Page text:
Skip Navigation LinksHome > May 2013 - Volume 24 - Issue 3 > Cylinder Syringe Suction: A Simple and Efficient Technique...
Journal of Craniofacial Surgery:
doi: 10.1097/SCS.0b013e318287d0db
Original Articles

Cylinder Syringe Suction: A Simple and Efficient Technique for the Evacuation of Subcutaneous Hematoma

Hayashi, Ayato MD*; Matsuda, Norifumi MD*; Horiguchi, Masatoshi MD*; Matsumura, Takashi MD*; Komoto, Masakazu MD*; Natori, Yuhei MD*; Komuro, Yuzo MD; Mizuno, Hiroshi MD*

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Abstract

Background: Subcutaneous hematoma is commonly caused by trauma or surgery. Proper treatment of the condition is needed to avoid severe complications. The present paper introduces a simple technique of hematoma evacuation, called cylinder syringe suction (CSS). Experiments were also performed to determine the detailed mechanism underlying its effectiveness.

Methods: The CSS procedure was performed as follows. A cylindrical plastic cylinder syringe was used. Either a few stitches were removed or a very small incision was made on the site of the hematoma. The edge of the syringe was compressed to the skin, which was covered by a thin hydrocolloid dressing. Vacuum aspiration was enforced at the site of the wound or incision, and the hematoma was gradually aspirated.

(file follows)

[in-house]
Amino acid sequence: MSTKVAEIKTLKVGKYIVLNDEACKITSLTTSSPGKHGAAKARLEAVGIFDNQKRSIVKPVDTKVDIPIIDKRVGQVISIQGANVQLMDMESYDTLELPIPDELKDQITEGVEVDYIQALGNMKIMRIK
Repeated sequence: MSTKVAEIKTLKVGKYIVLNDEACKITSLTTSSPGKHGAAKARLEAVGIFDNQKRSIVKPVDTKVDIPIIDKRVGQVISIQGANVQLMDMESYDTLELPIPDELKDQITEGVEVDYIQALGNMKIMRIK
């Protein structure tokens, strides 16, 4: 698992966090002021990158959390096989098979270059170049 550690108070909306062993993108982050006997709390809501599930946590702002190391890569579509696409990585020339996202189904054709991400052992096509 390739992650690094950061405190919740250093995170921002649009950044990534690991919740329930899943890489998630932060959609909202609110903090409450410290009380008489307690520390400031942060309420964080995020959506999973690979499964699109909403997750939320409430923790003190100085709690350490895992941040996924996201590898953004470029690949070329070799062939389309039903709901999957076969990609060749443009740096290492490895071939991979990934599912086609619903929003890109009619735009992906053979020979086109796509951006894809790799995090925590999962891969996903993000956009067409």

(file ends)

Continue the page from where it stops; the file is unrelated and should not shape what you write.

For the experiment, house rabbits were used. Hematoma evacuation was performed in 4 different ways, including needle aspiration alone (group 1), needle puncture followed by CSS (group 2), and creation of a small wound (5 mm) followed by needle aspiration (group 3) or CSS (group 4). The amount of evacuated hematoma and the suction pressure created by each of the 4 methods were compared.

Results: Group 4 showed the highest suction pressure and the greatest evacuated amount of hematoma. High suction pressure was also obtained in group 1; however, the amount of evacuated hematoma was small as the other 2 groups.

Conclusion: The CSS technique becomes effective mainly by creating high suction pressure, and the opening of a small wound enables the viscous coagula to pass through the skin.

© 2013Wolters Kluwer Health | Lippincott Williams & Wilkins

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